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ARS Home » Midwest Area » Madison, Wisconsin » U.S. Dairy Forage Research Center » Cell Wall Biology and Utilization Research » Research » Publications at this Location » Publication #402361

Research Project: Developing Strategies to Improve Dairy Cow Performance and Nutrient Use Efficiency with Nutrition, Genetics, and Microbiology

Location: Cell Wall Biology and Utilization Research

Title: Effects of level and oscillation of dietary crude protein on ruminal conditions

item ERICKSON, MARYGRACE - University Of Wisconsin
item Zanton, Geoffrey
item WATTIAUX, MICHEL - University Of Wisconsin

Submitted to: American Dairy Science Association Abstracts
Publication Type: Abstract Only
Publication Acceptance Date: 3/13/2023
Publication Date: N/A
Citation: N/A

Interpretive Summary:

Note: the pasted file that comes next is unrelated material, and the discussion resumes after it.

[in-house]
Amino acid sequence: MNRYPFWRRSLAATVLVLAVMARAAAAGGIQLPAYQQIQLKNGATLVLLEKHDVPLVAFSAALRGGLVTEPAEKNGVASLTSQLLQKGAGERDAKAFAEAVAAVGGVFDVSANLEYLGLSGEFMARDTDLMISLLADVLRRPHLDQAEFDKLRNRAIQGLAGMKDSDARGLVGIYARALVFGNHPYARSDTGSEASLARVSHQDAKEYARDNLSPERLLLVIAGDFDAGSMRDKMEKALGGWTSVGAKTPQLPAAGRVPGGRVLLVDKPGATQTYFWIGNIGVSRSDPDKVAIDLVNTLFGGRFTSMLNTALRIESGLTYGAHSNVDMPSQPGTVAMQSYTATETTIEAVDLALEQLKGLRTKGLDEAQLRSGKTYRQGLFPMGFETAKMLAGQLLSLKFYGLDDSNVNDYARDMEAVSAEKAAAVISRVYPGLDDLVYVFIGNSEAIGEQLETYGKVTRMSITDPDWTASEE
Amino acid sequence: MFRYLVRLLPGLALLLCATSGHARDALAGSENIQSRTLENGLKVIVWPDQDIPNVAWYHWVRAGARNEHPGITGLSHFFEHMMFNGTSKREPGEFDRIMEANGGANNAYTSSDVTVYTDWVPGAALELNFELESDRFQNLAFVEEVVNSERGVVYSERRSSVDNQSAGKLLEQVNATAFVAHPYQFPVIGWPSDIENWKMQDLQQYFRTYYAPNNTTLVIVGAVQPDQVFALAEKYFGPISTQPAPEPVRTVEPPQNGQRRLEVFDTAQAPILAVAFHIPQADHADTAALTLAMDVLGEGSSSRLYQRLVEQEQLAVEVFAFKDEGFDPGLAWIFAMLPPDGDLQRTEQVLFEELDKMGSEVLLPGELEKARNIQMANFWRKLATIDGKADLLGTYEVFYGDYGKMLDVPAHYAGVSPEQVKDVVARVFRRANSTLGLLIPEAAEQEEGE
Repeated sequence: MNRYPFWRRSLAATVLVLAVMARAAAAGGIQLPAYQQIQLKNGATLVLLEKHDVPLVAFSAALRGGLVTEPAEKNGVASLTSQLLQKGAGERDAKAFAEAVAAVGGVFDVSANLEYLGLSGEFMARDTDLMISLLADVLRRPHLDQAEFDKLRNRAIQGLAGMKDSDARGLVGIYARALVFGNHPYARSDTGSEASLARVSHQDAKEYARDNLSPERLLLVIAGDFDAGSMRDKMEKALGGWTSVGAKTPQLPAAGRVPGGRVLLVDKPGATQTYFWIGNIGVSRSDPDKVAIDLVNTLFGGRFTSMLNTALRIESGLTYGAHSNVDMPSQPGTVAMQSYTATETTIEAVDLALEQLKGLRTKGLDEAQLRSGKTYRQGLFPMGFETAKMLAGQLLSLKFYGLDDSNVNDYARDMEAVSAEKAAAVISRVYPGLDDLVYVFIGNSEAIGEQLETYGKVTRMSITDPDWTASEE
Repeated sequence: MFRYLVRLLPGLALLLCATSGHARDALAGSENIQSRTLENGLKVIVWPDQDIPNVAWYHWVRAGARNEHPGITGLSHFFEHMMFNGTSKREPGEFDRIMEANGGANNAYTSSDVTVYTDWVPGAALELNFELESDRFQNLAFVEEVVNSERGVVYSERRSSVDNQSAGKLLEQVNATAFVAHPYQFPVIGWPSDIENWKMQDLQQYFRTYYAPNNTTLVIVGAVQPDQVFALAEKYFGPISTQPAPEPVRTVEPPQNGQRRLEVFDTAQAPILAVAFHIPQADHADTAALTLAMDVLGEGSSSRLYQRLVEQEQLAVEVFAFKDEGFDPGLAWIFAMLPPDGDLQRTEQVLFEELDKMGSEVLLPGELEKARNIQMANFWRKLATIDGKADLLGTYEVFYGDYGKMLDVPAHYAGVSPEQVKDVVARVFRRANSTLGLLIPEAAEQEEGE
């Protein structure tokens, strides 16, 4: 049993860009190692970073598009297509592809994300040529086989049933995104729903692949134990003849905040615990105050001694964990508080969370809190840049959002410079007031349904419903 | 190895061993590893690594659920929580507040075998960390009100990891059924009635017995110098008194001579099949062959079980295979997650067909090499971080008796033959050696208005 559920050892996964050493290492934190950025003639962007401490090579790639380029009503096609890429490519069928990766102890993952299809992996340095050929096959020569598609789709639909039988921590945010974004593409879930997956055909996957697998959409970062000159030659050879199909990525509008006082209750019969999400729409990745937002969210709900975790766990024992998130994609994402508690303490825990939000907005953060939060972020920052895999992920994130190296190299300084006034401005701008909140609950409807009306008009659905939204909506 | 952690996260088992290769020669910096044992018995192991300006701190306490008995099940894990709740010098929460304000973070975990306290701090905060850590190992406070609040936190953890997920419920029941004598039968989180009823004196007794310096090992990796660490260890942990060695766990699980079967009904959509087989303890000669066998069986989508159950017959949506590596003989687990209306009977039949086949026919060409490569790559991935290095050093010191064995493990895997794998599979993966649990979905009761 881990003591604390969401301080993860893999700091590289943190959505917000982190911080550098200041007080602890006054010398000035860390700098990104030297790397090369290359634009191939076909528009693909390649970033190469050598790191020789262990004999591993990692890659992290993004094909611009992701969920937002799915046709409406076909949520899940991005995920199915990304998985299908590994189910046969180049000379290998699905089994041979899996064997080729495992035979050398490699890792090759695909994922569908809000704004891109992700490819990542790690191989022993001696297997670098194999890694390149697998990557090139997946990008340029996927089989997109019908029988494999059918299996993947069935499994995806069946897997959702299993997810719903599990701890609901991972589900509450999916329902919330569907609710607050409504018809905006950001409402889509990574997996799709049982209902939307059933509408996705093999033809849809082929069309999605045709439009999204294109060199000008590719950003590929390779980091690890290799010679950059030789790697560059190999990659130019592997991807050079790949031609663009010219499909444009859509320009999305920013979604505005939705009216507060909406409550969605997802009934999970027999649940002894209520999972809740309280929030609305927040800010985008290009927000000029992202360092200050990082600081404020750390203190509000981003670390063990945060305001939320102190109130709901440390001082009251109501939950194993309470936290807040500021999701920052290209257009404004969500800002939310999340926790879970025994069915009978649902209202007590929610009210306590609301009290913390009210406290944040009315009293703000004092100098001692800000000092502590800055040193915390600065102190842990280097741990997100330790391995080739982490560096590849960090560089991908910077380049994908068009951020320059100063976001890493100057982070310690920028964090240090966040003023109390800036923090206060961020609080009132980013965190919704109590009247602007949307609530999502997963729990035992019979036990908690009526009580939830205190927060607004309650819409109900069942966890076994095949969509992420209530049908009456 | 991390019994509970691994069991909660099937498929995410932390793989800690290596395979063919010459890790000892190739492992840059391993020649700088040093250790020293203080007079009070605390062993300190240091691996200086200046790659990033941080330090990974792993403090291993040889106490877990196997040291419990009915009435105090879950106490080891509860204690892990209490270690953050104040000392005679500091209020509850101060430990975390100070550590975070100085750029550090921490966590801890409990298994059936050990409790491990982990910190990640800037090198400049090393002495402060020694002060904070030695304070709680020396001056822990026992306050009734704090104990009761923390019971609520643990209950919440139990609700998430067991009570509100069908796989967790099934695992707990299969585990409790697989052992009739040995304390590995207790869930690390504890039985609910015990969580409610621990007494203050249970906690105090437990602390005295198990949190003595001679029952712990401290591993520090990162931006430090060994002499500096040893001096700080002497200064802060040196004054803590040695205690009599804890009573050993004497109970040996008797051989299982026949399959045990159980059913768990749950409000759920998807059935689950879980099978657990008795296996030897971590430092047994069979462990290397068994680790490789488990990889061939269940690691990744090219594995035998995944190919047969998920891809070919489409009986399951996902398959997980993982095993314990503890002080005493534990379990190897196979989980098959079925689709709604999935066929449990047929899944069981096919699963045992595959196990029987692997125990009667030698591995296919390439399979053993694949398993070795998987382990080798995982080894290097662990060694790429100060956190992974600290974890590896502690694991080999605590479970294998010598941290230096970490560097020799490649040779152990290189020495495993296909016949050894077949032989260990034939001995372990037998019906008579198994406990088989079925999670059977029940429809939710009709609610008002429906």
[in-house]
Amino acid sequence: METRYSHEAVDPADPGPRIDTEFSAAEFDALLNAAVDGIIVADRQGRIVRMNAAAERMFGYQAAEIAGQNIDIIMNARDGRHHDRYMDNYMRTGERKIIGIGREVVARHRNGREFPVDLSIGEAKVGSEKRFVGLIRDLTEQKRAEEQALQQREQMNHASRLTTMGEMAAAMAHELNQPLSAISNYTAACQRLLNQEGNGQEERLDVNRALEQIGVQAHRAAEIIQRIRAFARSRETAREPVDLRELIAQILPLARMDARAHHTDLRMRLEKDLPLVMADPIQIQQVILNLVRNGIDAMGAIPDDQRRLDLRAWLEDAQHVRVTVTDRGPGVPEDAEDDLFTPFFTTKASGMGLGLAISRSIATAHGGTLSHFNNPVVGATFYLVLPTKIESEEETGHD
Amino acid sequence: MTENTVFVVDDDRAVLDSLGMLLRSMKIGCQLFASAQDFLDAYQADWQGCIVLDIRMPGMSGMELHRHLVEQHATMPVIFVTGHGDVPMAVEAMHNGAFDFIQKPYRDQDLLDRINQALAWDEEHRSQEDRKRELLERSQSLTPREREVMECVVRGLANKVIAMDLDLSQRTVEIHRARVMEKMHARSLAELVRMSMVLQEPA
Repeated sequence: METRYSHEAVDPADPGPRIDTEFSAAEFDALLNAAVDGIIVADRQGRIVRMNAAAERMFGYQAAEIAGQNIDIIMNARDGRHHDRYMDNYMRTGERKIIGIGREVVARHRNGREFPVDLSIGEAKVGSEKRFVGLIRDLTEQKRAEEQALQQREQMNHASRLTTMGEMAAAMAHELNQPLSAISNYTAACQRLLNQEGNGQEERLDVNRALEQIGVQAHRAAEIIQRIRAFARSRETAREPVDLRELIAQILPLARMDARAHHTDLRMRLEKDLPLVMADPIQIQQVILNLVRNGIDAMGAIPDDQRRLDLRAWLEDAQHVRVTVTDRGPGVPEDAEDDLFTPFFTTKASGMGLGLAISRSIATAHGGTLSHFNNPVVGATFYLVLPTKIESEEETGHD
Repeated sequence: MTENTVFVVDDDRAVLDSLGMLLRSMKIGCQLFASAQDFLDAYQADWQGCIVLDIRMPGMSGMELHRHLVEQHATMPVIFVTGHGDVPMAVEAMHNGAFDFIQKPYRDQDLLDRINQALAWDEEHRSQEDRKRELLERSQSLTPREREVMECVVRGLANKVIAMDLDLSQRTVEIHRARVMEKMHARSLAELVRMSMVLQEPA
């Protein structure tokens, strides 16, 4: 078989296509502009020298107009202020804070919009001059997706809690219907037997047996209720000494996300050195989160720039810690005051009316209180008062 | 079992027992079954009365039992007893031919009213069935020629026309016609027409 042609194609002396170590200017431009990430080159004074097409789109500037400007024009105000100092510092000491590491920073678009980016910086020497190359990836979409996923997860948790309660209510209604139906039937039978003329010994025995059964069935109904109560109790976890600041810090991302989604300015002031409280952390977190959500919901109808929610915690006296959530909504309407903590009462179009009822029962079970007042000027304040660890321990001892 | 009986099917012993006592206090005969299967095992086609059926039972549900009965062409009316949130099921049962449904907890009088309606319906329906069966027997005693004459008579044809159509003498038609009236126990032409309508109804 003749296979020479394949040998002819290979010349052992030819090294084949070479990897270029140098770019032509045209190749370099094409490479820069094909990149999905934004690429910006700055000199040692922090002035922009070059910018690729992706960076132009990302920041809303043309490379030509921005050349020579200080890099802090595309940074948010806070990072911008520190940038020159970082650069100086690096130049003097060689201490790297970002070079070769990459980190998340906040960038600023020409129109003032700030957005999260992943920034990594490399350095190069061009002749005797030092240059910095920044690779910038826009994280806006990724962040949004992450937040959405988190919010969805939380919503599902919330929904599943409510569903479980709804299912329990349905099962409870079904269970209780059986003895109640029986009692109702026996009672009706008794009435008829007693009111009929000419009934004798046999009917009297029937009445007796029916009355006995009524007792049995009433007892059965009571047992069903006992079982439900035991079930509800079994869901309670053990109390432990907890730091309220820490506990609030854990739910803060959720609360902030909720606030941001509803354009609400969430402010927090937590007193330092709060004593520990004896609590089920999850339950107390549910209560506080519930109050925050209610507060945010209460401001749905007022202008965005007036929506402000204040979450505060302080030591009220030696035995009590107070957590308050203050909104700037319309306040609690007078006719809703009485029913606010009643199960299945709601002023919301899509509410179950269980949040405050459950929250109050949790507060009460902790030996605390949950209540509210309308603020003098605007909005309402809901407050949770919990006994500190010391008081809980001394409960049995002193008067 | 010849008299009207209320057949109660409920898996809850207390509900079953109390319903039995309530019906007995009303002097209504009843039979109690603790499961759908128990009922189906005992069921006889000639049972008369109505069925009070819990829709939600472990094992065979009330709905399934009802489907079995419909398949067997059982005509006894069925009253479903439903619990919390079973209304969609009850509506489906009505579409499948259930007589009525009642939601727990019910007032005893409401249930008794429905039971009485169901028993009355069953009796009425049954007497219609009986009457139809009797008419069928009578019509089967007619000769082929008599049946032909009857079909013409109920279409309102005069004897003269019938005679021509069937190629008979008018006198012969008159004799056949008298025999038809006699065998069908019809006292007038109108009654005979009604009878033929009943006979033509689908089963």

Technical Abstract: Our trial examined dietary crude protein (CP) feeding pattern (O = oscillating, S = static) at two levels of CP (LP, 13.9%; HP, 15.4%) to test for a hypothesized interaction on ruminal conditions. Using a 2x2 factorial arrangement, we assigned 8 mid- to late-lactation, cannulated Holsteins (mean = 142, SD = 23 days in milk) to treatment sequences in a Latin Rectangle with four 28-d periods. Treatment O alternated 2 diets (O-LP 12.2-15.5%, O-HP 13.9-16.9% CP) every 48 hr so average dietary CP equaled that of the corresponding S treatments (S-LP, S-HP). On d 25-28 of each period, we collected fluid from the ventral rumen at -2, 0, 2, 4, and 11 hr relative to 1x daily feeding. We measured pH with a portable meter and used colorimetric methods to quantify NH3-N and total free amino acids (TAA) on a flow injection analyzer. Data were analyzed using a linear mixed model with fixed effects for period, CP level, CP feeding pattern, day, hour, and all treatment by time interactions, and a nested random effects structure. During d 16-27 of the fourth period, we monitored ruminal pH and redox potential (Eh) at 1-min intervals with indwelling loggers and tested for differences in the daily minimum, mean, maximum, and range associated with diet changes in the oscillating condition (n = 4 cows). Ruminal pH (6.37 ± 0.03) and concentration of TAA (2.64 ± 0.11 mM) were unaffected by treatments but NH3-N was greater for HP than LP (2.32 vs. 1.84 ± 0.12 mg/dL, P<0.001). For all variables, non-significant feeding pattern by day interactions indicated that rumen conditions were unaffected by dietary changes in the O treatment (P = 0.326 to 0.726). This finding was consistent with indwelling logger measurements, which showed similar daily pH and redox potential across higher- and lower-CP phases within the oscillating CP feeding pattern (P = 0.166 to 0.978). In conclusion, large variations in the pattern of N entry in the rumen had little effect on within-day variation of ruminal NH3-N and TAA concentration.